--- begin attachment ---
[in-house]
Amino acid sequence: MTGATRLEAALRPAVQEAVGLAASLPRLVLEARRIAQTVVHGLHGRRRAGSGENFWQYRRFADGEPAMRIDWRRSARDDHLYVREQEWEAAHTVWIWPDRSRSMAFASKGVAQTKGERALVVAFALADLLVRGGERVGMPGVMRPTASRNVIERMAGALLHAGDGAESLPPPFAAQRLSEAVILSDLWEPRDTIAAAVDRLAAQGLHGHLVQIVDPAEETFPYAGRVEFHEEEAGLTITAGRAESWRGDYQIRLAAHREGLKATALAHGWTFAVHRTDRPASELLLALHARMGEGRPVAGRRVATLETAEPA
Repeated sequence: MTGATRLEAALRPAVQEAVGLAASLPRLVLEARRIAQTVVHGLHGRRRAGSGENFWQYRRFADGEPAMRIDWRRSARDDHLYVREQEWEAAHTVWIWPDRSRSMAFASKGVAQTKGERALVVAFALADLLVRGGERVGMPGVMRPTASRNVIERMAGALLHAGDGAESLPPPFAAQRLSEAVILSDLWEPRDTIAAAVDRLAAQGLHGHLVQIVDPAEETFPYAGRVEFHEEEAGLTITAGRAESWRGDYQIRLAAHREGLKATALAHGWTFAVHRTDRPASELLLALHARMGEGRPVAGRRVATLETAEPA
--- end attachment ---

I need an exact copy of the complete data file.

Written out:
[in-house]
Amino acid sequence: MTGATRLEAALRPAVQEAVGLAASLPRLVLEARRIAQTVVHGLHGRRRAGSGENFWQYRRFADGEPAMRIDWRRSARDDHLYVREQEWEAAHTVWIWPDRSRSMAFASKGVAQTKGERALVVAFALADLLVRGGERVGMPGVMRPTASRNVIERMAGALLHAGDGAESLPPPFAAQRLSEAVILSDLWEPRDTIAAAVDRLAAQGLHGHLVQIVDPAEETFPYAGRVEFHEEEAGLTITAGRAESWRGDYQIRLAAHREGLKATALAHGWTFAVHRTDRPASELLLALHARMGEGRPVAGRRVATLETAEPA
Repeated sequence: MTGATRLEAALRPAVQEAVGLAASLPRLVLEARRIAQTVVHGLHGRRRAGSGENFWQYRRFADGEPAMRIDWRRSARDDHLYVREQEWEAAHTVWIWPDRSRSMAFASKGVAQTKGERALVVAFALADLLVRGGERVGMPGVMRPTASRNVIERMAGALLHAGDGAESLPPPFAAQRLSEAVILSDLWEPRDTIAAAVDRLAAQGLHGHLVQIVDPAEETFPYAGRVEFHEEEAGLTITAGRAESWRGDYQIRLAAHREGLKATALAHGWTFAVHRTDRPASELLLALHARMGEGRPVAGRRVATLETAEPA